For Transfer Students
If you are interested in applying to a health related graduate program, you must complete a number of science courses as part of your undergraduate education, including chemistry, biology, and physics. Many programs also require a year of English, usually a combination of composition and literature.
Start taking science courses as soon as you are ready.
If you are a prehealth student, start the required math and chemistry courses in your freshman and sophomore years. Don't postpone them until you transfer. The required sciences are sequential at the UW, which means they have prerequisites and must be taken in order. For example, we recommend that you don't start chemistry until you are taking at least precalculus, and postponing it until you are taking calculus is even better. In addition, you must take general chemistry before you can take the UW biology sequence.
If you postpone your science coursework until after you transfer to the UW, you could easily find yourself with three years of prerequisite coursework and thus at least four years before you would be able to start your graduate program.
Complete science series at the same school.
If you start a science series at the community college, try to complete it at the same school. Although the credits transfer as a similar course number at UW, the series will often cover information in a slightly different order than the same course at UW. Therefore, if you complete part of a series at one institution, and take the rest elsewhere, you may be missing some class material. If you have questions about this, it is a good idea to ask your adviser.
Is it OK to take pre-health requirements at community college?
MYTH—You shouldn't take your science courses at a community college.
FACT—Many students take the first year or even two years of prerequisites at a community college. The important thing is to get started.
How do graduate programs feel about prerequisite courses taken at community colleges? The answer isn't black and white. The level of the coursework at community colleges is certainly comparable; you'll cover the same topics in the same depth as you would in the equivalent courses at the UW. However, graduate programs also want to see how you do in science coursework at a 4-year school. Therefore, we recommend that you take additional sciences after you transfer to the UW.
The biochemistry sequence required by many health graduate programs is not offered at community colleges, so most likely, you will be taking at least biochemistry at a four-year school. If you plan to complete a science major, you will have some advanced science coursework completed at a four-year school and the graduate schools can also use those grades to evaluate your performance in science courses. However, this does not mean that you must choose a science major! You could also take additional science electives and complete a non-science major.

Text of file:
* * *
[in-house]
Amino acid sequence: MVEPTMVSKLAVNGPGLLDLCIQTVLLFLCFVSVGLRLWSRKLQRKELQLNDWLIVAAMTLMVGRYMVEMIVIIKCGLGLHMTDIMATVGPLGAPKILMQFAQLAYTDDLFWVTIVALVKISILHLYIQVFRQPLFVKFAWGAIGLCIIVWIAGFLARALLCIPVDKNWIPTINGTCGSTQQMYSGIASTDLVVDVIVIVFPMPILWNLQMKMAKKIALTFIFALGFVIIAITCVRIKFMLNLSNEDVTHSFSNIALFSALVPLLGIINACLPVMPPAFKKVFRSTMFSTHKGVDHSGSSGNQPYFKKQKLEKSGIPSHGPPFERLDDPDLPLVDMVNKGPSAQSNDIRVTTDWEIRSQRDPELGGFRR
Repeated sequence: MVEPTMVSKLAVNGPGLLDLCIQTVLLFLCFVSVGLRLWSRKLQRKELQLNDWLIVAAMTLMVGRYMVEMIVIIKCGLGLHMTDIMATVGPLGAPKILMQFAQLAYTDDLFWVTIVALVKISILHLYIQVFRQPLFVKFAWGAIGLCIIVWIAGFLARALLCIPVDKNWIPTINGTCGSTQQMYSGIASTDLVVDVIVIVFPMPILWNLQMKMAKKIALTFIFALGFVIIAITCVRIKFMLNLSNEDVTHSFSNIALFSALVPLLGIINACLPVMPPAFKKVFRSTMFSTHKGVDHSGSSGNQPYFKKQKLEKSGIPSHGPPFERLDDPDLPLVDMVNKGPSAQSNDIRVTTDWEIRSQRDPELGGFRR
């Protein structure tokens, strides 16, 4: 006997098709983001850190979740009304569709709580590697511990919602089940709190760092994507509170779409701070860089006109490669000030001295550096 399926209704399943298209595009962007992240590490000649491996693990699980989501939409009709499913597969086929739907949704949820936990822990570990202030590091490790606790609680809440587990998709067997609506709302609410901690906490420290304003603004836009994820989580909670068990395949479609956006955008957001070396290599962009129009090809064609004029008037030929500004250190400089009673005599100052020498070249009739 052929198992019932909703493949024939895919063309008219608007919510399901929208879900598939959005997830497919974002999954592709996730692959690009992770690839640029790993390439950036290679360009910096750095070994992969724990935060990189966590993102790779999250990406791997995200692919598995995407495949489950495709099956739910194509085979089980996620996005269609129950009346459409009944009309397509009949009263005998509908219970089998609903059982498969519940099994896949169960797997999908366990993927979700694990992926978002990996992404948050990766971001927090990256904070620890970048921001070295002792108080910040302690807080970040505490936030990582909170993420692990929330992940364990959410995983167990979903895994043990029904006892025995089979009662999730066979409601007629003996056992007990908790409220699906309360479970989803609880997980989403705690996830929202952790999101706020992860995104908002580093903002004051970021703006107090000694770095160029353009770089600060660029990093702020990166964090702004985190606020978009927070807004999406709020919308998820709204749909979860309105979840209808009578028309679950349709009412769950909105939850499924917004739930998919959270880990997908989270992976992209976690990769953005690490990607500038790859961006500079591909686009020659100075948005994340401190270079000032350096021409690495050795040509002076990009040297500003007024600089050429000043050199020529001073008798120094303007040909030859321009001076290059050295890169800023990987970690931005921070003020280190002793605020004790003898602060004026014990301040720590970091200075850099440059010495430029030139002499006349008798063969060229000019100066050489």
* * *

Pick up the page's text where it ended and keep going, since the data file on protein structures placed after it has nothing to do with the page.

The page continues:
The bottom line is that you should take the prehealth courses where ever it is best for you to take them. This doesn't mean where you can get the highest grades, but where you will learn the material as well as possible. If community college is the best place for you now, take the courses there. Once you transfer to the UW, however, it is generally not a good idea to return to the community college to take additional science classes.
Start planning your major before you transfer.
MYTH—If you want to get into a health graduate program, you should complete a science major.
FACT—These graduate programs look for a diverse student body. Your choice of major will not affect your chances of admission.
Pre-med, Pre-dent, Pre-pharm etc. are not majors at the University of Washington. Virtually all successful applicants to health graduate programs have completed a bachelor's degree, which means you will need to choose and complete a major. Science majors are not required or even preferred by these programs. Major in a subject you enjoy studying and will do well in.
To learn more about how to choose a major, go here.
Getting Help and Finding More Information
Consider attending Transfer Thursday at UW. By attending this program you can learn about Admissions to UW, academic areas of study, and other topics of interest to transfer students. In addition, we hold premedical information sessions for Non-UW students on some Thursdays. You can find dates and preregister on the Transfer Thursday website.
Visit the other sections of this website to get more information about how to explore health care options, how to prepare for your area of interest and how to apply successfully. There are also links to other websites that you will find helpful.
To determine which courses at your community college are equivalent to UW courses, check Course Equivalencies for Washington Community Colleges.
Your community college adviser can also help you explore your options, plan your coursework, prepare for a major, and find information on transferring to the UW. Once you have transferred to the UW, you will be able to work with a prehealth adviser at UW.